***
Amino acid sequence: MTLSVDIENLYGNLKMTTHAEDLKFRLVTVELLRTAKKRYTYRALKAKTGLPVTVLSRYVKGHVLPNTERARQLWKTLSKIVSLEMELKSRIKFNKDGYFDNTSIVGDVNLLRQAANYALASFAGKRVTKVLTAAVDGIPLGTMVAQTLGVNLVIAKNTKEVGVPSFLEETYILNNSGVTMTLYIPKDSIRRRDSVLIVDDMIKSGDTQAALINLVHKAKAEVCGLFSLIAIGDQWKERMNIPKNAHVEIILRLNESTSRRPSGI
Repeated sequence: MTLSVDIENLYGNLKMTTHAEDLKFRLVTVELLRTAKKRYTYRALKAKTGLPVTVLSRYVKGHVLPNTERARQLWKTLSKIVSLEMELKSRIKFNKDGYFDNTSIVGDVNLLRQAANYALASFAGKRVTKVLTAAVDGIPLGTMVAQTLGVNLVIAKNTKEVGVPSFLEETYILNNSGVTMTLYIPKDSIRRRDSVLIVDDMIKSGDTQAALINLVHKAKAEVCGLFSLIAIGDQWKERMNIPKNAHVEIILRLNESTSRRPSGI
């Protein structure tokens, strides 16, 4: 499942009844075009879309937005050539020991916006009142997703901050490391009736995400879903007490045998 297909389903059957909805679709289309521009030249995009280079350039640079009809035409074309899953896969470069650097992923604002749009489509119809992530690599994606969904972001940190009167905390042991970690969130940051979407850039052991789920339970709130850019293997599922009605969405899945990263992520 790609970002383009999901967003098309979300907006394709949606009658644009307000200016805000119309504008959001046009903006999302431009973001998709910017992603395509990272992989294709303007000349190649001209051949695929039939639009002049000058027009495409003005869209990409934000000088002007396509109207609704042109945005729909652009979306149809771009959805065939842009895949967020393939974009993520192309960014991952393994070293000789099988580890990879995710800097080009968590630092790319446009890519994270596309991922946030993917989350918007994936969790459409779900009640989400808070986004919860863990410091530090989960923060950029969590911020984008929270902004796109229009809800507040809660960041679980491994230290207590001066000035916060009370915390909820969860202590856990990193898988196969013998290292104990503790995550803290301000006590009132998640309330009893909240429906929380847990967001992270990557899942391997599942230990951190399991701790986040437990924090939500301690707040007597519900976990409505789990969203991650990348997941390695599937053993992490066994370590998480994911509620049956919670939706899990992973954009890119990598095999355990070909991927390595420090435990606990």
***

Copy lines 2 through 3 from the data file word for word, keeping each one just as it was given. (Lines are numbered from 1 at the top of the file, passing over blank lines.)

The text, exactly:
Repeated sequence: MTLSVDIENLYGNLKMTTHAEDLKFRLVTVELLRTAKKRYTYRALKAKTGLPVTVLSRYVKGHVLPNTERARQLWKTLSKIVSLEMELKSRIKFNKDGYFDNTSIVGDVNLLRQAANYALASFAGKRVTKVLTAAVDGIPLGTMVAQTLGVNLVIAKNTKEVGVPSFLEETYILNNSGVTMTLYIPKDSIRRRDSVLIVDDMIKSGDTQAALINLVHKAKAEVCGLFSLIAIGDQWKERMNIPKNAHVEIILRLNESTSRRPSGI
């Protein structure tokens, strides 16, 4: 499942009844075009879309937005050539020991916006009142997703901050490391009736995400879903007490045998 297909389903059957909805679709289309521009030249995009280079350039640079009809035409074309899953896969470069650097992923604002749009489509119809992530690599994606969904972001940190009167905390042991970690969130940051979407850039052991789920339970709130850019293997599922009605969405899945990263992520 790609970002383009999901967003098309979300907006394709949606009658644009307000200016805000119309504008959001046009903006999302431009973001998709910017992603395509990272992989294709303007000349190649001209051949695929039939639009002049000058027009495409003005869209990409934000000088002007396509109207609704042109945005729909652009979306149809771009959805065939842009895949967020393939974009993520192309960014991952393994070293000789099988580890990879995710800097080009968590630092790319446009890519994270596309991922946030993917989350918007994936969790459409779900009640989400808070986004919860863990410091530090989960923060950029969590911020984008929270902004796109229009809800507040809660960041679980491994230290207590001066000035916060009370915390909820969860202590856990990193898988196969013998290292104990503790995550803290301000006590009132998640309330009893909240429906929380847990967001992270990557899942391997599942230990951190399991701790986040437990924090939500301690707040007597519900976990409505789990969203991650990348997941390695599937053993992490066994370590998480994911509620049956919670939706899990992973954009890119990598095999355990070909991927390595420090435990606990």